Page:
Mediocrity – and how it happens

By Andrew on 14th February 2017 — 1 min read

Too often we give up fighting for the best possible outcomes. The odds are impossibly stacked against us. Someone or some system of people are in our way – and we learn to pick our battles. Worse than that – we learn how not to fight.

Sadly, this all might start in school, where you are lumped in with too many others with too little freedom – and where bullying of one kind and another is inevitable. Some people rise to the top. Everyone else learns to sit still and quiet.

As adults the mechanics of mediocrity might not be so different. A few regular offenders:

  1. Repeated failures leading to a lack of ambition / vision – no-one wants to bang their head against a wall repeatedly. Ow that hurt – means not doing it again.
  2. Shitting on other people’s ambition – can be well-intentioned (e.g. helping others to avoid the painful failure that you experienced)
  3. Focusing too much on being accepted – we want to be liked more that we want to pioneer new ideas. Towing the line for our bosses approval – seeking friendships on common ground (mostly means accepting the current terms)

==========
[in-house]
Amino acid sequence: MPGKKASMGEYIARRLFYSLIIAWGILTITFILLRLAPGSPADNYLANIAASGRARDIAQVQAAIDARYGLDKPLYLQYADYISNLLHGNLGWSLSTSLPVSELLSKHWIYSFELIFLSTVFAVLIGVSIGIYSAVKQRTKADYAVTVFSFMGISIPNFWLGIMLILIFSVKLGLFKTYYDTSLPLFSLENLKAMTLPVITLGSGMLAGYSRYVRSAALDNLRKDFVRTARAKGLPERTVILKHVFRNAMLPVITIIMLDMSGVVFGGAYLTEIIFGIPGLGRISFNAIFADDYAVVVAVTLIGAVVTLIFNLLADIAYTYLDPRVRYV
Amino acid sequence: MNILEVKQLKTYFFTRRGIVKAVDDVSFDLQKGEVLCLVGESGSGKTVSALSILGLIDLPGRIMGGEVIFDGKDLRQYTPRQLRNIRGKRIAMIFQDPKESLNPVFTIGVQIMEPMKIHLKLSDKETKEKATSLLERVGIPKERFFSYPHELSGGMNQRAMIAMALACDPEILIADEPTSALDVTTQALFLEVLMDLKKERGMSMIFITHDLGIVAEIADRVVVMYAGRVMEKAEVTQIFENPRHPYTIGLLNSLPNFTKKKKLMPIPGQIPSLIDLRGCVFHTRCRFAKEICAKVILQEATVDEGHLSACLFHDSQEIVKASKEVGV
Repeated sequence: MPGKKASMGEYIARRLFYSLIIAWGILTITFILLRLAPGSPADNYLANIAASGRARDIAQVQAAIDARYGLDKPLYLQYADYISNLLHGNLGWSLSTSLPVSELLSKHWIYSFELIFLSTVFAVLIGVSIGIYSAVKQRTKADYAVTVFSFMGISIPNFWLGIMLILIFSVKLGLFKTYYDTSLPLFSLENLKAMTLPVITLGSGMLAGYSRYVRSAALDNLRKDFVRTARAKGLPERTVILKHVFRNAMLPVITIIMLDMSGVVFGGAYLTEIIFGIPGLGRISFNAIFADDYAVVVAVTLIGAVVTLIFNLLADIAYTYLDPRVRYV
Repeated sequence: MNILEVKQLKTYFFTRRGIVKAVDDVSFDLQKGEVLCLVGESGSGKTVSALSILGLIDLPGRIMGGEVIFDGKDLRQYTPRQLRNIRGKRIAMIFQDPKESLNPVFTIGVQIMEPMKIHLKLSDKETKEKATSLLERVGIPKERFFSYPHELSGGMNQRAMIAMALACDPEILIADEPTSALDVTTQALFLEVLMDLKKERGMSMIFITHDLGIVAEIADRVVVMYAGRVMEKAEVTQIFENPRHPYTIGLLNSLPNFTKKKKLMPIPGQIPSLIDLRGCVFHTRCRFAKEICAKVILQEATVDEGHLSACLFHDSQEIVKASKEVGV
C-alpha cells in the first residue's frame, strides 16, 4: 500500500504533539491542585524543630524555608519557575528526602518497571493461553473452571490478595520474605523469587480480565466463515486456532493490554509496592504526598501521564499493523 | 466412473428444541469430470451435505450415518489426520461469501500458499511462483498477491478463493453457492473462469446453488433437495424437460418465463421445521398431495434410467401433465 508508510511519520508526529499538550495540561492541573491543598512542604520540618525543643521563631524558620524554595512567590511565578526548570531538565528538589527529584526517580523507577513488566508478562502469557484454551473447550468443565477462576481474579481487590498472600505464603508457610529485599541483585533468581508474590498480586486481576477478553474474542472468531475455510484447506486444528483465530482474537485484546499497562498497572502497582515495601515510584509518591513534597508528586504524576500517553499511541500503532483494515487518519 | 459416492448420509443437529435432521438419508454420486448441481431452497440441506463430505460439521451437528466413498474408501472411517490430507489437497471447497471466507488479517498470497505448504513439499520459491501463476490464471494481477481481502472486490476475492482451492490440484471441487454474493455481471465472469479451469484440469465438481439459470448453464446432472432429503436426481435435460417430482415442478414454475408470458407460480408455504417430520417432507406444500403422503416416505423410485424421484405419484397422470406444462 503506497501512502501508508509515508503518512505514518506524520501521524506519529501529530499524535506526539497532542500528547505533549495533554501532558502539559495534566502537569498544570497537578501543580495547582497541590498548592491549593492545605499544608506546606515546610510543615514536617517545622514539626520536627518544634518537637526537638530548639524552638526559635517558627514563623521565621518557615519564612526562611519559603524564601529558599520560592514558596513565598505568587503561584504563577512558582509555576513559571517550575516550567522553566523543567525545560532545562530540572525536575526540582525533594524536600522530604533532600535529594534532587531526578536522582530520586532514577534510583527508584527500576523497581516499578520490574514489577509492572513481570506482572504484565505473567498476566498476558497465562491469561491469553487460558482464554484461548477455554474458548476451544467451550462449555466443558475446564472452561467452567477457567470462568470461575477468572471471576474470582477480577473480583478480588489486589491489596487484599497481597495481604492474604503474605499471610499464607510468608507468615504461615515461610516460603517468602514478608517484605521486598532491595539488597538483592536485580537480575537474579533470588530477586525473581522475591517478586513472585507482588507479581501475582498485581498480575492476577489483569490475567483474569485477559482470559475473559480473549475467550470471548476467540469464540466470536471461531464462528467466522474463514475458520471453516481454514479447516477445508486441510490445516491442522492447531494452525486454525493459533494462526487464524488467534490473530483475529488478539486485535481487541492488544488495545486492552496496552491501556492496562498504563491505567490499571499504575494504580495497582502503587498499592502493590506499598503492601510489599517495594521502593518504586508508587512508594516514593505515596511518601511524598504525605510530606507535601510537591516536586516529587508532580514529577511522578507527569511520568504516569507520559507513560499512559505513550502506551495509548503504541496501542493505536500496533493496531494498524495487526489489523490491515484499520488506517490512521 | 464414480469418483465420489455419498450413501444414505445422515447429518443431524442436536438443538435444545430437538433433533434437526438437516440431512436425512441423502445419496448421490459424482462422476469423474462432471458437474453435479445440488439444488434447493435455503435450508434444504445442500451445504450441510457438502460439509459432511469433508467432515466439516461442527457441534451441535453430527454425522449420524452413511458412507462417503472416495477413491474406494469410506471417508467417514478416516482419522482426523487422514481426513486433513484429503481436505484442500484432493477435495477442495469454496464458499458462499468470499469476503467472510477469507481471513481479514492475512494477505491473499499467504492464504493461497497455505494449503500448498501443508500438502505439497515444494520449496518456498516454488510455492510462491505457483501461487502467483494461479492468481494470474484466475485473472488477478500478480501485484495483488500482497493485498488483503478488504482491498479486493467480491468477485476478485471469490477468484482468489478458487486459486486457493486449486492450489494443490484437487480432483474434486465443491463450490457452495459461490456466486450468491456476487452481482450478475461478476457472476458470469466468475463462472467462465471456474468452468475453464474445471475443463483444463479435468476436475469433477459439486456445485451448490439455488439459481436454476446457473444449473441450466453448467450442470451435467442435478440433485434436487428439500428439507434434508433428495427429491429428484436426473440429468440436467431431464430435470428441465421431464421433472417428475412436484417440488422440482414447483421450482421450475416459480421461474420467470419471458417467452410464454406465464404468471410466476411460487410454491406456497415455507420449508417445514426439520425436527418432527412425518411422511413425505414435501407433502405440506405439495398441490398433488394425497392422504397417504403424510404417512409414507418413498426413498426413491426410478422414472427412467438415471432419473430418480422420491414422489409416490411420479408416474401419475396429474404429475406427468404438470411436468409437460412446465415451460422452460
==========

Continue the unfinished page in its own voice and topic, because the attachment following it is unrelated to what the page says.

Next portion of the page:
4. Promoting the best doers into management positions – to such an extent that inexperienced people end up doing all the actual work
  5. Too much thought – analysis and self reflection that doesn’t lead to any decision making or action
  6. Not enough thought – proceeding into battle without a sufficiently detailed plan or strategy
  7. Leadership being too authoritarian and prescriptive – leading to low morale / ownership
  8. Leadership being too weak – not showing that vision that others can rally behind whilst still retaining their own identity, creativity and ethics
  9. The incommensurability of values – the right thing to think or do is usually a matter for debate – the loudest or most persistent voice wins – because we don’t know how to collaborate – to draw out the best from one another (this is where the battle against mediocrity should be fought?)

A great deal of this centres around the theme of management for me. What makes a good design manager?

…Being able to deal with the list above might be a good place to start.

Posted in: Design thinking

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